How to write your CV

How to write an e-mail friendly CV
Your CV is your calling card. The aim of this document is to secure you an interview by selling yourself to your potential employer.

It is well worth the time you spend to make it as professional and impressive as possible.
It is important to realise that most of the employers scan through your CV
without reading it in detail - that's not much time to sell yourself.
Following are some basic guidelines that will help you prepare a well-written CV avoiding some common mistakes:

There are some crucial factors which you should take into consideration:

1. Appearance
The impression gained at first glance is the most important - you should design your CV to look attractive, eye-catching and easy to read.
Use fonts that are clear and legible.
Use spacing between each paragraph and/or bullet point form.
Make the headings stand out with bigger writing, bold letters or underline.

2. Content
A good CV says who you are, what you are, what you have done and what you are offering to a prospective employer. It stops here.
Include your name at the top or bottom of every page to avoid pages of your CV being mixed up with someone else's.
Use short succinct sentences.
Avoid repetition, espcially of the word "I".
A good CV does justice to your skills and experience.
Don't use negative words in your CV - your aim is to radiate optimism.
If you don't have much experience in the field, emphasize your good points and your willingness to learn and to make an effort.
Try to turn any negative points into positives - i.e. a long period of unemployment should be related as a time where you gained experience in other ways.
Don't include jobs where you worked for a very short time.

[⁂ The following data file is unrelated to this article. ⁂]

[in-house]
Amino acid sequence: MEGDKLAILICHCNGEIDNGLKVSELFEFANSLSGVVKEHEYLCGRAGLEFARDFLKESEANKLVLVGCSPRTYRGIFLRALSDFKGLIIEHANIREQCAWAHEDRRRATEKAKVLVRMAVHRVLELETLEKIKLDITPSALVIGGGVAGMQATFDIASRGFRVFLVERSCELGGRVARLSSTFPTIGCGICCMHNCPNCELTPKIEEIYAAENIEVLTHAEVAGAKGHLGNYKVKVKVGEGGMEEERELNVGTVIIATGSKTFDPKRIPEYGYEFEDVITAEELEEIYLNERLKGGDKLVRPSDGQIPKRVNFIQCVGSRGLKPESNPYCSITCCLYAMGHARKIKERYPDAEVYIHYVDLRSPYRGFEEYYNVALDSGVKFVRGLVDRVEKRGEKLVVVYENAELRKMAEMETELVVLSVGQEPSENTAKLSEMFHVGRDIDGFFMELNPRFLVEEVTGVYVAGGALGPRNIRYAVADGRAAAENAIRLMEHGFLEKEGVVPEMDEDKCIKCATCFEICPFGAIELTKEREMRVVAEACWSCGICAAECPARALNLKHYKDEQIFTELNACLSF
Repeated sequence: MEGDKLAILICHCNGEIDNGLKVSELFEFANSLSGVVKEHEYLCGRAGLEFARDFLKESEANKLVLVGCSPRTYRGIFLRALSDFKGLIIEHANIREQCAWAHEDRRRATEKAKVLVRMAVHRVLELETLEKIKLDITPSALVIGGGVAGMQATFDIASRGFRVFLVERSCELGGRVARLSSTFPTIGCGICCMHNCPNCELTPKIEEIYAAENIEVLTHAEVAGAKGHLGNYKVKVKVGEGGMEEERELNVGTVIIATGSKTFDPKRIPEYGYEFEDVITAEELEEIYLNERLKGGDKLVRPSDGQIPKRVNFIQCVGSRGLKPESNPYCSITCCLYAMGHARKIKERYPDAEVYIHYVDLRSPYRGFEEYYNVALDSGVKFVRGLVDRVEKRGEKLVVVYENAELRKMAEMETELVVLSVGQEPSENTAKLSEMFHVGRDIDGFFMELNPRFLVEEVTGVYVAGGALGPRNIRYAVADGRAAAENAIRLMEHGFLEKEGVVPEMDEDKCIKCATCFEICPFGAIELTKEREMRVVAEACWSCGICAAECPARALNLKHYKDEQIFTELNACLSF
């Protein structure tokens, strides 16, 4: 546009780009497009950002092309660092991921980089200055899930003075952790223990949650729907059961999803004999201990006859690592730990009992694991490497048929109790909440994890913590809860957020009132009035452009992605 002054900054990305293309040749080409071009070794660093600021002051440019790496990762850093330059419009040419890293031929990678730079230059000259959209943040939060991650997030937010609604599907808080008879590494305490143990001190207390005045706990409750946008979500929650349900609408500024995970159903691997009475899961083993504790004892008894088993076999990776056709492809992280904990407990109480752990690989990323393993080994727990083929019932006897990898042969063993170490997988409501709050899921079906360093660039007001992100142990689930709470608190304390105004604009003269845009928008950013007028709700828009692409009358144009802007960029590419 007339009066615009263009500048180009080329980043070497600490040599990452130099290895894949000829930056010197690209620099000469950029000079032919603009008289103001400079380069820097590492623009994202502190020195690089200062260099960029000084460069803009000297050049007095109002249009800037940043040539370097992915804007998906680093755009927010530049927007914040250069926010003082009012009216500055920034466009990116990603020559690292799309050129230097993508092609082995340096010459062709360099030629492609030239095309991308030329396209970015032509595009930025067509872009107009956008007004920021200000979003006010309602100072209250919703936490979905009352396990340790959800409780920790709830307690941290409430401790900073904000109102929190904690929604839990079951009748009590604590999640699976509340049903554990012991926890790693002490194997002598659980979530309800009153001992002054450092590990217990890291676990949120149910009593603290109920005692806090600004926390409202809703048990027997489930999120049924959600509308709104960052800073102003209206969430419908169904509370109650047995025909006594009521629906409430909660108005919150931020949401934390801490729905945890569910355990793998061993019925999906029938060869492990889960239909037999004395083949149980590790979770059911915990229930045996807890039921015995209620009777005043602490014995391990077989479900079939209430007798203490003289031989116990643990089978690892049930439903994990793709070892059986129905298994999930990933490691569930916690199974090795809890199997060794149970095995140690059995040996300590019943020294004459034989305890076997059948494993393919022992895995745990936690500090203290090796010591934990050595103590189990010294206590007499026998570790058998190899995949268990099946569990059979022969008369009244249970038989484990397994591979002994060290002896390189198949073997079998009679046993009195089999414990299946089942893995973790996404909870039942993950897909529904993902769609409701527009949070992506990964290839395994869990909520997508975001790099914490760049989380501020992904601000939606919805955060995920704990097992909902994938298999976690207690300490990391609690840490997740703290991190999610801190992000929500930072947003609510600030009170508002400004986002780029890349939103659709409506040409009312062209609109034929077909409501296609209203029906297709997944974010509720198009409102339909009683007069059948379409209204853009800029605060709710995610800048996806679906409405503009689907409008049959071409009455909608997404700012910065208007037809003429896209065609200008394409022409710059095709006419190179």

Adapt your CV to suit the required position, emphasizing your relevant work experience, education and traits.
Avoid boasting.
Be concise - keep to a maximum of two pages (it is recommended to use only one page). Include an after-hours phone number - you may be pleasantly surprised.
Use a large variety of vocabulary, with correct grammar and punctuation.

3. Stucture
A CV should have a fixed structure, including these headings in this order:
Personal details
Education (including courses)
Work experience
Other skills (including, languages, computer skills, relevant character traits, achievements)
The CV should be ordered in descending chronological order (most recent entry comes first)
Be precise on the starting and end dates of previous positions.

4. Cover letter
Your cover letter should include attractive information that will make the employer want to go ahead and read your CV.
This letter should briefly detail your relevant education, your work experience and the position that you are applying for.
If you want to keep your CV discreet, you should state this in your cover letter.
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